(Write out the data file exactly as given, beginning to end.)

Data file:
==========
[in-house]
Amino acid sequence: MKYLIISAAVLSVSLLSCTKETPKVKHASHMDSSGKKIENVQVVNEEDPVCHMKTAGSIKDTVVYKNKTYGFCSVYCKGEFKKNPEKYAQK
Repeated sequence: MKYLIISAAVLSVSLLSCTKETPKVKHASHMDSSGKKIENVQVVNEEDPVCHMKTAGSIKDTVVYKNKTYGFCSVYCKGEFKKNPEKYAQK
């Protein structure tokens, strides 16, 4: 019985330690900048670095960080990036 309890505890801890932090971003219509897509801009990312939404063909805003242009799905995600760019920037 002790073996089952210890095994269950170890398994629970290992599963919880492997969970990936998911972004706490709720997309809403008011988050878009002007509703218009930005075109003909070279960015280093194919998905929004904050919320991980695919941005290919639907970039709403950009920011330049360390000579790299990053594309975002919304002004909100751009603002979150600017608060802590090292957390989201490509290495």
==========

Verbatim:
[in-house]
Amino acid sequence: MKYLIISAAVLSVSLLSCTKETPKVKHASHMDSSGKKIENVQVVNEEDPVCHMKTAGSIKDTVVYKNKTYGFCSVYCKGEFKKNPEKYAQK
Repeated sequence: MKYLIISAAVLSVSLLSCTKETPKVKHASHMDSSGKKIENVQVVNEEDPVCHMKTAGSIKDTVVYKNKTYGFCSVYCKGEFKKNPEKYAQK
């Protein structure tokens, strides 16, 4: 019985330690900048670095960080990036 309890505890801890932090971003219509897509801009990312939404063909805003242009799905995600760019920037 002790073996089952210890095994269950170890398994629970290992599963919880492997969970990936998911972004706490709720997309809403008011988050878009002007509703218009930005075109003909070279960015280093194919998905929004904050919320991980695919941005290919639907970039709403950009920011330049360390000579790299990053594309975002919304002004909100751009603002979150600017608060802590090292957390989201490509290495």